By Athira G R
Kozhikode, Oct 10: Kerala has the highest literacy rate among the states of India, but like the rest of India it has not been able to break caste barrier. A school in the northern district of Kozhikode is a caste point.
The Government Welfare Lower Primary School in Perambra village has become a Dalits-only school, because other communities in the village have stopped sending their children there. Nothing seems to have changed for the Government Welfare L P School. Even after starting the LKG section and providing best amenities, including pedagogy park and smart classrooms, the school remains ‘untouchable' for the civil society.
Thirty scheduled caste Sambava (Paraya) live in the Chermala colony situated near the school, but there are upper caste Nair and Nambiar and Thiyya (OBC) families residing near the school. Most of the residents of the colony are daily wage workers who earn around Rs 500 a day. No non-Dalit student has studied in the school during the last 15 years. A teacher of the government welfare school said, “The upper caste parents told us that they did not want their kid to sit with Parayas (Sambavas).
Headmaster Raghudas Tettiyil said, “The school has a very good infrastructure. Despite that, people do not wish to send their children here." He also said that there were only 15 students in the school, all of who belong to the SC community. "No upper caste child had studied here in the last 15 years even though we tried out best to increase the strength,” he said.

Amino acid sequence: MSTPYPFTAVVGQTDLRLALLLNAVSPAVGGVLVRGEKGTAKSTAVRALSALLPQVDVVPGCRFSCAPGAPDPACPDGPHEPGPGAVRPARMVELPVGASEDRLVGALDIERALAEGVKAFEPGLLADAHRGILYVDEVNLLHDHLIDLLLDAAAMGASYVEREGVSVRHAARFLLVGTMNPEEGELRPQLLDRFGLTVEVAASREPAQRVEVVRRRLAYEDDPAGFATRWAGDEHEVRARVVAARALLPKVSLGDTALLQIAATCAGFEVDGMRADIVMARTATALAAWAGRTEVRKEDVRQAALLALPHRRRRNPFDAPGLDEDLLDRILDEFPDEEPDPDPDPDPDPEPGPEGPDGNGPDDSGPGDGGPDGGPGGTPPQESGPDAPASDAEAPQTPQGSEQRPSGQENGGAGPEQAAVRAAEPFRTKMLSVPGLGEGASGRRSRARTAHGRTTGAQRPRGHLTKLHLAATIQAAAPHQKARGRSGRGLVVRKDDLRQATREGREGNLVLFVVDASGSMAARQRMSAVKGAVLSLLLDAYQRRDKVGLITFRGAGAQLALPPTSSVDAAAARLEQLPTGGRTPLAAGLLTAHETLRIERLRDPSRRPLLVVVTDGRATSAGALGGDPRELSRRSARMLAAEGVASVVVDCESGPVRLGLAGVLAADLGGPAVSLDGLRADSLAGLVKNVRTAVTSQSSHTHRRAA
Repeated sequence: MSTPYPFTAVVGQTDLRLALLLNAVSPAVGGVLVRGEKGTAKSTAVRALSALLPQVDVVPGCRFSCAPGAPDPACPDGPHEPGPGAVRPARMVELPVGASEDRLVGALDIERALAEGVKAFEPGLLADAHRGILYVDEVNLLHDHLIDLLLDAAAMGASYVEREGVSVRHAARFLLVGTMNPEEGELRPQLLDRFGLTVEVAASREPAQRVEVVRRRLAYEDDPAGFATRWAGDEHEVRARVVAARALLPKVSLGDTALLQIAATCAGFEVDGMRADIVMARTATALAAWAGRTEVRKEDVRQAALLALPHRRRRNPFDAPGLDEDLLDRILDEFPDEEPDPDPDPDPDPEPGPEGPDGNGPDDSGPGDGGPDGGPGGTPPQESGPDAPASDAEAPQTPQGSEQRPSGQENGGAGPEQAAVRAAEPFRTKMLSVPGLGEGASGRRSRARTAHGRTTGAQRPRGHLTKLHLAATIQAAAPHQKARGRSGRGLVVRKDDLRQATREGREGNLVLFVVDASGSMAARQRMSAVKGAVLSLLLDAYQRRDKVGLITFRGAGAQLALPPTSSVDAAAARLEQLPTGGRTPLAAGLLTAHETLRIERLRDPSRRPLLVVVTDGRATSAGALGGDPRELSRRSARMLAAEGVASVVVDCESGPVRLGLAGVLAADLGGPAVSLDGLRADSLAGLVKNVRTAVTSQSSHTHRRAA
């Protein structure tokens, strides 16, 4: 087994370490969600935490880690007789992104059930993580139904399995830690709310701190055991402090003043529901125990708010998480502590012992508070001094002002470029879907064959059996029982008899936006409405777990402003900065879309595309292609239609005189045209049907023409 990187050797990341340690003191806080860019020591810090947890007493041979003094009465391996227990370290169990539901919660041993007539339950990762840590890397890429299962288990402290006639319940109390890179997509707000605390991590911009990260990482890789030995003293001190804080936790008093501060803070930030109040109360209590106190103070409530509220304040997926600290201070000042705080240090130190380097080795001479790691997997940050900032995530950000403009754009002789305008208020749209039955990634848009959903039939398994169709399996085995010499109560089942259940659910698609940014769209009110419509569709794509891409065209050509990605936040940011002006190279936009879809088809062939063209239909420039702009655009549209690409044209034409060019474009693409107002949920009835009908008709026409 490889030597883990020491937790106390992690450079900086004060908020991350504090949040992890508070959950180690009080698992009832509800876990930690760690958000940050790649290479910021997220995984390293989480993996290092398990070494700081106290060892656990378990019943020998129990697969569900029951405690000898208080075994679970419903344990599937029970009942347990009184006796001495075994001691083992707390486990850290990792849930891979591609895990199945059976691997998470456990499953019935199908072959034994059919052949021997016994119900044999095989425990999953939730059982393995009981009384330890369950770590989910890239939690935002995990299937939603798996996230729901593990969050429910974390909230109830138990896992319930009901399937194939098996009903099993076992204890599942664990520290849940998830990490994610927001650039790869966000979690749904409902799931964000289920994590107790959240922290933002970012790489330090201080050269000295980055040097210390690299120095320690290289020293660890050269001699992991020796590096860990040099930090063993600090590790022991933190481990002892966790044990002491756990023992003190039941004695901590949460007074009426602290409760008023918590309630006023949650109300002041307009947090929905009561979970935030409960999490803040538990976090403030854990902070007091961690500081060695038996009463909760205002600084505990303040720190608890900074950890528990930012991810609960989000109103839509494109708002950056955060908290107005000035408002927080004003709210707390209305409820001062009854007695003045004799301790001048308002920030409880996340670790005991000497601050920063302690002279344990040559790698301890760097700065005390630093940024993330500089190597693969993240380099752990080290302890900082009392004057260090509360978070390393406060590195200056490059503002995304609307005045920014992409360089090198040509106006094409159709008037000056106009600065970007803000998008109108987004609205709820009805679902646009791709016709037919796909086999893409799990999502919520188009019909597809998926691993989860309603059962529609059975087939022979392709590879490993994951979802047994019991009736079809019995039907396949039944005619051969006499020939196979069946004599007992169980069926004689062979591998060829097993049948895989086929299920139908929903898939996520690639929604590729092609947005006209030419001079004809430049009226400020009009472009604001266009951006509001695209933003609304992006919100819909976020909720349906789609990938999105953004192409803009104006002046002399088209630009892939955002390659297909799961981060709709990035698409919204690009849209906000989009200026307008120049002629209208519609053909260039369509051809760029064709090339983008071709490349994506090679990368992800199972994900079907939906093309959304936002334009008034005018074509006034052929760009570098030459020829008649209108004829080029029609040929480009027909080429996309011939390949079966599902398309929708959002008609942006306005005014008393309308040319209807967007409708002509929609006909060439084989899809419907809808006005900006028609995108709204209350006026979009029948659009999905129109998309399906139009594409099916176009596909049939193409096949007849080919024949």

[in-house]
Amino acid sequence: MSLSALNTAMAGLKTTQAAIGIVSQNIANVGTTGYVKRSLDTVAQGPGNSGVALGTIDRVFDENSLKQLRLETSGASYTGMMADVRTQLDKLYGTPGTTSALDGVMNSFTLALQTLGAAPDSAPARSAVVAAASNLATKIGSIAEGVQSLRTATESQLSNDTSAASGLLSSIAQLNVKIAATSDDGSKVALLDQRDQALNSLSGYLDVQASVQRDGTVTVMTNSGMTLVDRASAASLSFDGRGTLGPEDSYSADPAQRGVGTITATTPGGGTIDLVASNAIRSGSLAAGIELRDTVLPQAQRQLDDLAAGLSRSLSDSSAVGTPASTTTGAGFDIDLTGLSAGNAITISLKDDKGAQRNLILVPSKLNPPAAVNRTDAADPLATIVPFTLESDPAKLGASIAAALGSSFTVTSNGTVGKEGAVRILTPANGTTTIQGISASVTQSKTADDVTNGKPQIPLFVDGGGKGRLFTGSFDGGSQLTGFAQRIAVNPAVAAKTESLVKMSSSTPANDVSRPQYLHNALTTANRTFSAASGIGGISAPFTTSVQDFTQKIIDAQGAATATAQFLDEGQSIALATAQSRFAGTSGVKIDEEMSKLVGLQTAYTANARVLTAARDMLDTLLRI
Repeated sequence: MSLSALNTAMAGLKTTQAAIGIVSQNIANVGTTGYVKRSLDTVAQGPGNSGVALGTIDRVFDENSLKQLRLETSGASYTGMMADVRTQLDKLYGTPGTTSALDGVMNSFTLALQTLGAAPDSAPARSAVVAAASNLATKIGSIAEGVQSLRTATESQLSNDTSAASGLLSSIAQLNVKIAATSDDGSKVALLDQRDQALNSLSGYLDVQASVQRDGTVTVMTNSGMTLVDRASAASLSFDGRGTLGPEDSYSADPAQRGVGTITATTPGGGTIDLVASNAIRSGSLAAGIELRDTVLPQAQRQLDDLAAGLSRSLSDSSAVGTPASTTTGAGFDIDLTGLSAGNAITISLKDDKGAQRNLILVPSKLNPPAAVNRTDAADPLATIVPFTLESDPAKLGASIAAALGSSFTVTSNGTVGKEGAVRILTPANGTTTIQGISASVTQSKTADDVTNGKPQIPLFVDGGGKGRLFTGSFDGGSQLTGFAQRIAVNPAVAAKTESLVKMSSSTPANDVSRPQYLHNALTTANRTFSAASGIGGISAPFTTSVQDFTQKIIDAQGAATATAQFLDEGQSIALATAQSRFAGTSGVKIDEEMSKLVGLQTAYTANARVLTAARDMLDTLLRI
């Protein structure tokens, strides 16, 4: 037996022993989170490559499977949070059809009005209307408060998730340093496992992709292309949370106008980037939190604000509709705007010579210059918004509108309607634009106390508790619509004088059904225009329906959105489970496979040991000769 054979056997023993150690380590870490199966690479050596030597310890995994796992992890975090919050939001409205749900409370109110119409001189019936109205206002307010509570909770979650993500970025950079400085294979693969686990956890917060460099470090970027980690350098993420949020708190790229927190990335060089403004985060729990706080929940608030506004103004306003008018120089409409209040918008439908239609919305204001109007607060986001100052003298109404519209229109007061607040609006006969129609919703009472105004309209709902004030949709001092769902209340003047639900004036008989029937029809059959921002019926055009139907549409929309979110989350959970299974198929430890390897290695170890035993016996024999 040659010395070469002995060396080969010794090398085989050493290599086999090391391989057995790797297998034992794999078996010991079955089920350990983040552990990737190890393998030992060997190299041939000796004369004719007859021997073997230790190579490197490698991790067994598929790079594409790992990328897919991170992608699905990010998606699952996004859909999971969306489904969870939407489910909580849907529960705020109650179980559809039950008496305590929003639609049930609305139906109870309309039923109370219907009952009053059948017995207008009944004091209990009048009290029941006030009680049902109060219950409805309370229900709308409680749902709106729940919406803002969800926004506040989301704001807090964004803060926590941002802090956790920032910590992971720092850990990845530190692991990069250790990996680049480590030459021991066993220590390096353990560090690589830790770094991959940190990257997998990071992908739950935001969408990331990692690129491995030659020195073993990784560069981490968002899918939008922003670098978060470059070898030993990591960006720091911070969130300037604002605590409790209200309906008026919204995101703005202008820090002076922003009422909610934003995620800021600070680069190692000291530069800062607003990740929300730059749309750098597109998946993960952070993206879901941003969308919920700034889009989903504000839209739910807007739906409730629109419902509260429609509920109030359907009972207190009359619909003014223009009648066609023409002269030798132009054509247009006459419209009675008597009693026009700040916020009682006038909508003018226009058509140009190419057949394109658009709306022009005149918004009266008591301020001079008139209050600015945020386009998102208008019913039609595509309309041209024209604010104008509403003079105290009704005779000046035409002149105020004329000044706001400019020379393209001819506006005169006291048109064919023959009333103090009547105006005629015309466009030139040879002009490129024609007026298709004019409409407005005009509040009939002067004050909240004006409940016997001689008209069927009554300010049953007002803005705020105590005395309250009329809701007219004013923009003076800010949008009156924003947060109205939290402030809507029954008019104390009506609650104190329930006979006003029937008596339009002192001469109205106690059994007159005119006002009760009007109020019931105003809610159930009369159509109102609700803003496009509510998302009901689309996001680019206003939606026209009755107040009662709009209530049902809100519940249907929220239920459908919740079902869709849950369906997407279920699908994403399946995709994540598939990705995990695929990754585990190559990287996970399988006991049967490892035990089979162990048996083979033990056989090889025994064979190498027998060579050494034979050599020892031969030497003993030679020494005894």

"The discrimination seen in the school is merely an extension of the ostracisation practised in other aspects of village social life," said the school teacher. "The Paraya colony itself is being ostracised. None of the other caste neighbours invite them for weddings or other functions. These people are not included in any of the social activities in the locality," a teacher says.
Children from the colony are quoted saying they are insulted because of their caste. Kerala had a very unpleasant past where we frantic caste and religion baseddiscrimination and untouchability were practiced. But even now these problems continue. Ninety-nine percent of Sambavas said they were insulted by others who called them by their caste name, Paraya. Despite whatever changes happen, castes remains. "Upper caste members insult calling by caste name, they discriminate on the basis of one's skin colour and accent of the language," said a resident of Chermala colony.
Students from the Chermala Sambava colony are untidy. They have a lot of diseases since they live in an unhygienic environment. This is also the reason why parents are hesitant about sending their children there. Recognising the manner in which poverty causes Paraya children to give up their studies, headmaster of Government Welfare LP School, Perambra Raghudas Thettiyil and others worked hard over the last ten years to ensure that the children stayed put in the course.
The concept of social justice remains a myth to oppressed castes and groups. In the absence of equal national integration, the country can never be healthy. Article 46 of the constitution of India provides special care to the educational and economic interest of weaker sections. But these constitutional provisions also have not been able to bridge the gap between the upper castes and scheduled castes, scheduled tribes, and the general population.